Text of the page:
Marianne's Heaven On Earth Aurora Chaser Tours Chasethelighttours.co.uk invites you to join them in their quest to find and photograph the Aurora Borealis. Experience the winter wonderland in the Tromsø Area.
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CHANCE OF STORMS: NOAA forecasters estimate a 40% chance of minor G1-class geomagnetic storms today as Earth passes through a stream of high-speed solar wind. Arctic sky watchers should be alert for auroras. Aurora alerts: text or voice
PLANETS AT DAWN: Waking up before sunrise can be hard to do. For the next two mornings, it's easy. One look at the dawn sky will bring you to full attention thanks to a beautiful conjunction of Venus and Saturn. Alan Dyer caught the two planets converging over Gleichen, Alberta, on Jan. 6th:
"This was the scene on a very cool (-20 C) January morning in southern Alberta," says Dyer, who took the shot from his back deck.
The view will improve in the mornings ahead. On Friday morning, Jan. 8th, the two planets will be about 1° apart--twice the width of a full Moon. On Saturday morning, the 9th, the distance will shrink to less than 1/2°--a tight pair that you can hide behind your pinky fingertip held at arm's length. They'll be at their very closest, a mere 0.1° apart, around 04:00 UT excellent timing for observers Europe who will see the two planets practically touching. This is the closest conjunction of two planets since March of 2013.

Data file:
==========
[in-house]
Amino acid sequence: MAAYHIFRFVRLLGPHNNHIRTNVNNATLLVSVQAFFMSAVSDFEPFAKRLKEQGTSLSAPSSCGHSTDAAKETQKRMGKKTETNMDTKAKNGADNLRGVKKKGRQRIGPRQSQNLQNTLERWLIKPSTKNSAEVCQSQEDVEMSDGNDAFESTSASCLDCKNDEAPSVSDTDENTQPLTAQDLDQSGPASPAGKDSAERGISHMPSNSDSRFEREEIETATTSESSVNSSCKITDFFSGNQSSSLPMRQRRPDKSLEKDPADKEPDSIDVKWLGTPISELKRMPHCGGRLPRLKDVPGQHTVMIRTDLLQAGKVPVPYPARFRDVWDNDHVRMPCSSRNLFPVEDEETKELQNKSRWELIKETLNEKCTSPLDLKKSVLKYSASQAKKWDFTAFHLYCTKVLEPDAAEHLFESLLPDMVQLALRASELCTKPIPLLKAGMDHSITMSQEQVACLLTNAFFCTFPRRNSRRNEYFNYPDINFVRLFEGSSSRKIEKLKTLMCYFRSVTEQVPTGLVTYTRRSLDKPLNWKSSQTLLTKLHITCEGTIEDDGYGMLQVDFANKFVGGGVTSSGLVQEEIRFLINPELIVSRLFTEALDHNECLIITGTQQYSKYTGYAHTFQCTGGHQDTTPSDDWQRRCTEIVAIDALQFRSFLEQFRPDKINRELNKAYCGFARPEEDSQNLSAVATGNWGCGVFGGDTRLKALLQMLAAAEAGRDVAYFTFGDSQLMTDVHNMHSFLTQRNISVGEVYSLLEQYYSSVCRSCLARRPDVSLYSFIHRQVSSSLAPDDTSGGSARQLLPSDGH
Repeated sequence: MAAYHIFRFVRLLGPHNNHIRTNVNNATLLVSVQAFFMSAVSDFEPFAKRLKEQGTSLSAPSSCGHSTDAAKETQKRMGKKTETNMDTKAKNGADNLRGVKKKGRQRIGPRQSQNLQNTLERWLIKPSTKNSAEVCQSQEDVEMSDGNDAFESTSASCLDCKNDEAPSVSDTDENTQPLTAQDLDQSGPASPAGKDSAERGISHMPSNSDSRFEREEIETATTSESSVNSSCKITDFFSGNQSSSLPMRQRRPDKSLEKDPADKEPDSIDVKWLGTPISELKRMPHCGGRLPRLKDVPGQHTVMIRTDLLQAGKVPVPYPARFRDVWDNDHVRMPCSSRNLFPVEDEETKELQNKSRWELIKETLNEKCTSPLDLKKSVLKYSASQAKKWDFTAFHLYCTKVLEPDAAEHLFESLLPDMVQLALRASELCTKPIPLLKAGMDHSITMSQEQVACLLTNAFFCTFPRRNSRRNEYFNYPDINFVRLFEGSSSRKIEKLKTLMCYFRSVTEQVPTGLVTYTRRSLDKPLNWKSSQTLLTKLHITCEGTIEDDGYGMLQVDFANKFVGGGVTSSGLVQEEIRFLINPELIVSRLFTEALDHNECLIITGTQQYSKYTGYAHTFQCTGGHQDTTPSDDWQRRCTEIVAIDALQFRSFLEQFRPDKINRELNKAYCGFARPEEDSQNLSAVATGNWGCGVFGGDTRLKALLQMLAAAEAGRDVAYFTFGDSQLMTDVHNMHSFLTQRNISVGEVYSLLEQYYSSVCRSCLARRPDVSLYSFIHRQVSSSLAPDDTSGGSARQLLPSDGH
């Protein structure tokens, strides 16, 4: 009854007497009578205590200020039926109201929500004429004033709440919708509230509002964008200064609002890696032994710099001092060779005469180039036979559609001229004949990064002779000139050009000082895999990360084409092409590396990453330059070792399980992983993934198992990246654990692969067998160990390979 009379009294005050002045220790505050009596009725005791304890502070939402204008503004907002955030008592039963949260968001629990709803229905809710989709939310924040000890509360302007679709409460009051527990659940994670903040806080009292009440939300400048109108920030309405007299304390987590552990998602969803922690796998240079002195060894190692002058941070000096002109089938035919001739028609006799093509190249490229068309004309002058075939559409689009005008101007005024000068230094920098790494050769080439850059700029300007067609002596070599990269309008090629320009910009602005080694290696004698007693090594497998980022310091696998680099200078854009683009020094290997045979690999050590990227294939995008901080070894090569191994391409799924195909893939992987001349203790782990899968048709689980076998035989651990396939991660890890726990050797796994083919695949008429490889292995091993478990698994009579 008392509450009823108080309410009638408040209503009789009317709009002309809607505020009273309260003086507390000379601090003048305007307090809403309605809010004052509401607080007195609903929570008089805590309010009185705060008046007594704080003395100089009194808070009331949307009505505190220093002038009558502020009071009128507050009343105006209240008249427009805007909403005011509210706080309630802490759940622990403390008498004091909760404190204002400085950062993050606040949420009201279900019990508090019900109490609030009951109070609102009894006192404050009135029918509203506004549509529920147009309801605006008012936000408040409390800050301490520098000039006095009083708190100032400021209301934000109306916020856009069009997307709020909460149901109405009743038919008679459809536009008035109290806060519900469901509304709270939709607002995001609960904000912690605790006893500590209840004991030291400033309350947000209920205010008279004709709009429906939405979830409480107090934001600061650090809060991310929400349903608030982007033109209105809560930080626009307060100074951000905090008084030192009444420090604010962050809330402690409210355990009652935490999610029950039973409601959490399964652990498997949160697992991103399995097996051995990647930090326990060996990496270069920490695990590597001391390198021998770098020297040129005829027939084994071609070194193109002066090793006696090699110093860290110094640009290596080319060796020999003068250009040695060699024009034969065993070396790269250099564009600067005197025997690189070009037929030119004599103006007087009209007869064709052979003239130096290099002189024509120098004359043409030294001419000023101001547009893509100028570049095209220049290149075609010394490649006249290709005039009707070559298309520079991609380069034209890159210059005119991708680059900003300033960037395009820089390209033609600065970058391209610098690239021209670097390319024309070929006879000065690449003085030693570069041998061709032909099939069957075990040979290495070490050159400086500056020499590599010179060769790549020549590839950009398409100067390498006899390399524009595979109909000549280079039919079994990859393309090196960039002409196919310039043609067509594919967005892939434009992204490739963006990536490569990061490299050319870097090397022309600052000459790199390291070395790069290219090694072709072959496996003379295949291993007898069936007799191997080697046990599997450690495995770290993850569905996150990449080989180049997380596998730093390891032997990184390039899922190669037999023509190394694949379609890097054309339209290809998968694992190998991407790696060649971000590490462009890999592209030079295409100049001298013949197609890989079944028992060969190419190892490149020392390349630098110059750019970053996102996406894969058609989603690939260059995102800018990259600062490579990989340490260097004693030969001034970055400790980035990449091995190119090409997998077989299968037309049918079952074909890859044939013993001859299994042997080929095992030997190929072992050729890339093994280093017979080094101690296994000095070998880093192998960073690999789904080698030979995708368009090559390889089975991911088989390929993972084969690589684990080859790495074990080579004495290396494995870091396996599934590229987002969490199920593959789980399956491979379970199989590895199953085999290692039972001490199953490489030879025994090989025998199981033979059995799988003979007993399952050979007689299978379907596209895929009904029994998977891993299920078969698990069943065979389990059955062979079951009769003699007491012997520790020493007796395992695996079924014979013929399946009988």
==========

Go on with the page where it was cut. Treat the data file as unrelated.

So set your alarm for dawn and look east. It's a great way to start the day.
Realtime Spaceweather Photo Gallery
DIAMOND DUST ICE HALOS: As winter deepens in the northern hemisphere, the Arctic atmosphere is filling with crystals of ice. This is producing some beautiful ice halos. They form not only around the sun during the day, but also around headlights at night. Pekka Lähteenmäki photographed samples of both in Jalasjärvi, Finland:
These luminous shapes are caused by light shining through jewel-like crystals called "diamond dust.' Lähteenmäki notes that "You can see individual ice crystals glinting in my photos--especially the night shot."
Atmospheric optics expert Les Cowley has seen halos like these before. He finds the night halos most interesting: "Artificial light halos can have strange forms compared with those made by the sun or moon. The difference is because, unlike sun rays, those from nearby lights are not parallel. The equivalents of sundogs become long streaks. There are even super sundogs. The trumpet-shaped night halo Lähteenmäki photographed was made by hexagonal column crystals floating nearby with their long axes horizontal. It is a cousin of the familiar upper tangent arc--similar, but not the same. Look out at night for a whole new world of halos!"
Realtime Meteor Photo Gallery
Realtime Aurora Photo Gallery
Realtime Comet Photo Gallery
Every night, a network of NASA all-sky cameras
scans the skies above the United States for meteoritic fireballs. Automated software maintained by NASA's Meteoroid Environment Office calculates their orbits, velocity, penetration depth in Earth's atmosphere and many other characteristics. Daily results are presented here on Spaceweather.com.
On Jan. 7, 2016, the network reported 18 fireballs.
(13 sporadics, 3 Quadrantids, 1 December Leonis Minorid, 1 alpha Hydrid)